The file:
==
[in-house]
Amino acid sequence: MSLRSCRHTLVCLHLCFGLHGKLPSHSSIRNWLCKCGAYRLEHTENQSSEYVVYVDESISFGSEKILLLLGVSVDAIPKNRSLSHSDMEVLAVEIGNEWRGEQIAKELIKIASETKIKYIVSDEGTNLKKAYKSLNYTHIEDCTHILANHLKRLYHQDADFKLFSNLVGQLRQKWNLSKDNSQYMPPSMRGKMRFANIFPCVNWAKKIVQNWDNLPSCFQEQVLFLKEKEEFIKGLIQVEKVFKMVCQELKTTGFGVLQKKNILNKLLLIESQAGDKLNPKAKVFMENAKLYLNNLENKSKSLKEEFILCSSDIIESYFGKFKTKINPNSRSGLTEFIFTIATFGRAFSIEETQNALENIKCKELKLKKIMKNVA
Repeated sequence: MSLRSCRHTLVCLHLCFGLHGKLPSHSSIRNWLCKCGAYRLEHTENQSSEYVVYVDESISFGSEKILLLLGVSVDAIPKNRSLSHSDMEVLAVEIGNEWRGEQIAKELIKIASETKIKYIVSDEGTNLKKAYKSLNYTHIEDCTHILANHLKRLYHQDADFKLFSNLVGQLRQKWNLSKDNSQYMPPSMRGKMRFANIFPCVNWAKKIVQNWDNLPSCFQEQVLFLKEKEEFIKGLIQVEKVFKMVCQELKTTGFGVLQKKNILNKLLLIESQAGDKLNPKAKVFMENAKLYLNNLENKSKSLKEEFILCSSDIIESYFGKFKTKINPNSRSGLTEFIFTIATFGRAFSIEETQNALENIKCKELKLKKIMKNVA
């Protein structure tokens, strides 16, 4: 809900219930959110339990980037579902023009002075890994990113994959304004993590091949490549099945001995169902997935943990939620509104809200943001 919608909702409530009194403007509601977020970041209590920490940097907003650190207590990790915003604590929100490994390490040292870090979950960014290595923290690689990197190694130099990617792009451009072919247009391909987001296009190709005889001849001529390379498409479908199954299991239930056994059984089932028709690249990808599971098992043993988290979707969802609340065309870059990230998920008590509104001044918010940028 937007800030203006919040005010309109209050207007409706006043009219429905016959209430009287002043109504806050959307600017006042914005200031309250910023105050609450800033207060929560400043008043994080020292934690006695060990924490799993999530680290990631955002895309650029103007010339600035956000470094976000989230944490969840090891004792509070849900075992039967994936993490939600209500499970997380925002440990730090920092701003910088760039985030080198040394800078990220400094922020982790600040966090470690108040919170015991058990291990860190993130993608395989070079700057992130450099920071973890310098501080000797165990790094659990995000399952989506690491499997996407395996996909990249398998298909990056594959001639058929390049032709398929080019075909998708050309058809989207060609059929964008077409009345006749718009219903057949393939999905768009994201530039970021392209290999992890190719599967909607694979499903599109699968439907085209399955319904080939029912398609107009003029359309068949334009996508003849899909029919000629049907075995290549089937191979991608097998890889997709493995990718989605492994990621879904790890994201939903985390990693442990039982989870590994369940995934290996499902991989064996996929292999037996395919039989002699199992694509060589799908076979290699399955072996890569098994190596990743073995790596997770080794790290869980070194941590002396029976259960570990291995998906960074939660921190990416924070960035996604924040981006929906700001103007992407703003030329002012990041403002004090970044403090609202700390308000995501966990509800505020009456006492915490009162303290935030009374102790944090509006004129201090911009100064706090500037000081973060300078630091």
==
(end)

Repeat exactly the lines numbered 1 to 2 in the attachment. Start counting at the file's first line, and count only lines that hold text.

[in-house]
Amino acid sequence: MSLRSCRHTLVCLHLCFGLHGKLPSHSSIRNWLCKCGAYRLEHTENQSSEYVVYVDESISFGSEKILLLLGVSVDAIPKNRSLSHSDMEVLAVEIGNEWRGEQIAKELIKIASETKIKYIVSDEGTNLKKAYKSLNYTHIEDCTHILANHLKRLYHQDADFKLFSNLVGQLRQKWNLSKDNSQYMPPSMRGKMRFANIFPCVNWAKKIVQNWDNLPSCFQEQVLFLKEKEEFIKGLIQVEKVFKMVCQELKTTGFGVLQKKNILNKLLLIESQAGDKLNPKAKVFMENAKLYLNNLENKSKSLKEEFILCSSDIIESYFGKFKTKINPNSRSGLTEFIFTIATFGRAFSIEETQNALENIKCKELKLKKIMKNVA